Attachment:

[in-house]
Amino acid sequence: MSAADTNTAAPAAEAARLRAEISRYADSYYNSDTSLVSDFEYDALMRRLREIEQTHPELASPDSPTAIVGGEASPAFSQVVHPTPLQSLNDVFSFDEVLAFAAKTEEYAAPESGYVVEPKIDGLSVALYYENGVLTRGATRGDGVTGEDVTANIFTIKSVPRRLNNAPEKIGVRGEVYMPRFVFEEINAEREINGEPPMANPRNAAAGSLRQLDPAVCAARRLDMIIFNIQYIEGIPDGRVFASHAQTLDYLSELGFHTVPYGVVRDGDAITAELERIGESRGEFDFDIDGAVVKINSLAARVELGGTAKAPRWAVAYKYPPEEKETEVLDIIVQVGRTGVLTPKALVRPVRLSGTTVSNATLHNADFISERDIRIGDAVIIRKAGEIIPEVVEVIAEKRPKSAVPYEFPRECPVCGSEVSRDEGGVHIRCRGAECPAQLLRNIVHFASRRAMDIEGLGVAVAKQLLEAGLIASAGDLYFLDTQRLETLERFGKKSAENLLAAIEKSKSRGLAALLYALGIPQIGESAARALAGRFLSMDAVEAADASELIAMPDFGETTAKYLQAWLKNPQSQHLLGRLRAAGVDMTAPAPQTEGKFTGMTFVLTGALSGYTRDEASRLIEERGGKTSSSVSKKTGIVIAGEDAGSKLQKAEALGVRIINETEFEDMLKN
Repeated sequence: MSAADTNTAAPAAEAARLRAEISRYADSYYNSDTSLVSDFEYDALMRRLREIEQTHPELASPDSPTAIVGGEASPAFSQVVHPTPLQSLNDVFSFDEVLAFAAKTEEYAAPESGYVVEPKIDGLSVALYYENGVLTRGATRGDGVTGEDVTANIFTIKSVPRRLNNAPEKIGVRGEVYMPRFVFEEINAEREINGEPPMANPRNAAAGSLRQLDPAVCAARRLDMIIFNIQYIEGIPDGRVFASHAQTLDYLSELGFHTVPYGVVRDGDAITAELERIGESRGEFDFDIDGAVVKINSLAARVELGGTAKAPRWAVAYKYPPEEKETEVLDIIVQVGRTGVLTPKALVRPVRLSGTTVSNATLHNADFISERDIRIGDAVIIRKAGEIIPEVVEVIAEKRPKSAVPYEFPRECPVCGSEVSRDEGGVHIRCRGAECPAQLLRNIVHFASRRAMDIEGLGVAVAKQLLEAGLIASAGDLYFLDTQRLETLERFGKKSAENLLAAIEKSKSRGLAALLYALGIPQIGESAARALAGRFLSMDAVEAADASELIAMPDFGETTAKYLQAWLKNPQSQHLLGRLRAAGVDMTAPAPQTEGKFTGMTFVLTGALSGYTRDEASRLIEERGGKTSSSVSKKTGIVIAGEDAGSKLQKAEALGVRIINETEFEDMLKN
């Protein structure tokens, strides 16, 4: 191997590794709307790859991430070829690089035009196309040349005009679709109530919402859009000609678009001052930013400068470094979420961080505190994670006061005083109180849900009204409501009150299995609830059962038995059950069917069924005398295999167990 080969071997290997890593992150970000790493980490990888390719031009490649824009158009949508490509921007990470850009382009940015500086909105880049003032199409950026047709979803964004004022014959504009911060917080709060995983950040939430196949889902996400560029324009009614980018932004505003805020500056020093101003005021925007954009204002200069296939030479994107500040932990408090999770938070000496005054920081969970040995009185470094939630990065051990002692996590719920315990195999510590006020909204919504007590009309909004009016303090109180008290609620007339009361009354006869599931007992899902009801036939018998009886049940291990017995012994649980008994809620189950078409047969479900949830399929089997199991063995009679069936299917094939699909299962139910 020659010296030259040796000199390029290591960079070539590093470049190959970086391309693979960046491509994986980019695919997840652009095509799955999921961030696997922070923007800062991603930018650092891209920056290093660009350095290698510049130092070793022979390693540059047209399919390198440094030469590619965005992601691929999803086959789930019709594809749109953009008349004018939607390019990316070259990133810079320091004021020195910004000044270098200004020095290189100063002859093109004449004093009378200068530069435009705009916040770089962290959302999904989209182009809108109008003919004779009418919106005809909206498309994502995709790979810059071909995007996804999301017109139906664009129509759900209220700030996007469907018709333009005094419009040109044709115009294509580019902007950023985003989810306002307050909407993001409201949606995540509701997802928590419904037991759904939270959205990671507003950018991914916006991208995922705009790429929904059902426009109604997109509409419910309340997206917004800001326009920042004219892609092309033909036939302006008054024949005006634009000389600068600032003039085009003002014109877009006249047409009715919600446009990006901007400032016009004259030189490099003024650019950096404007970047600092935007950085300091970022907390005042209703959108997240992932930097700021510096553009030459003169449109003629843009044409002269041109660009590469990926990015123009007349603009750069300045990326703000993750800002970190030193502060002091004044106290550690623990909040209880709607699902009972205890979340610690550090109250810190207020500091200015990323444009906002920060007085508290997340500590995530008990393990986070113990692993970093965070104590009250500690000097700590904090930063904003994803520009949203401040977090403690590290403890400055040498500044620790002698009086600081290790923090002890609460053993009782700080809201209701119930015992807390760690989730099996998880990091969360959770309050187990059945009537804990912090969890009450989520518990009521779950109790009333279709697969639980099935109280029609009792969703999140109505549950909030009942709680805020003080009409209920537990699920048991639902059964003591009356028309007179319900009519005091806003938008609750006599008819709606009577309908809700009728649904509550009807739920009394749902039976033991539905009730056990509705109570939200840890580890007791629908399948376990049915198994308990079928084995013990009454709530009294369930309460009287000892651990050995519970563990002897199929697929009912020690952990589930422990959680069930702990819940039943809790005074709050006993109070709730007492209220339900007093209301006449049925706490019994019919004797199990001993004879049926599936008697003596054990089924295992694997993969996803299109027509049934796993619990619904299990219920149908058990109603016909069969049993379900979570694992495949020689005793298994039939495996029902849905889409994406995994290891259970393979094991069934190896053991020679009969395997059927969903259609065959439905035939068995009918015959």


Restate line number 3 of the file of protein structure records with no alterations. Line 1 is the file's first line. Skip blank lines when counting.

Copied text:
Repeated sequence: MSAADTNTAAPAAEAARLRAEISRYADSYYNSDTSLVSDFEYDALMRRLREIEQTHPELASPDSPTAIVGGEASPAFSQVVHPTPLQSLNDVFSFDEVLAFAAKTEEYAAPESGYVVEPKIDGLSVALYYENGVLTRGATRGDGVTGEDVTANIFTIKSVPRRLNNAPEKIGVRGEVYMPRFVFEEINAEREINGEPPMANPRNAAAGSLRQLDPAVCAARRLDMIIFNIQYIEGIPDGRVFASHAQTLDYLSELGFHTVPYGVVRDGDAITAELERIGESRGEFDFDIDGAVVKINSLAARVELGGTAKAPRWAVAYKYPPEEKETEVLDIIVQVGRTGVLTPKALVRPVRLSGTTVSNATLHNADFISERDIRIGDAVIIRKAGEIIPEVVEVIAEKRPKSAVPYEFPRECPVCGSEVSRDEGGVHIRCRGAECPAQLLRNIVHFASRRAMDIEGLGVAVAKQLLEAGLIASAGDLYFLDTQRLETLERFGKKSAENLLAAIEKSKSRGLAALLYALGIPQIGESAARALAGRFLSMDAVEAADASELIAMPDFGETTAKYLQAWLKNPQSQHLLGRLRAAGVDMTAPAPQTEGKFTGMTFVLTGALSGYTRDEASRLIEERGGKTSSSVSKKTGIVIAGEDAGSKLQKAEALGVRIINETEFEDMLKN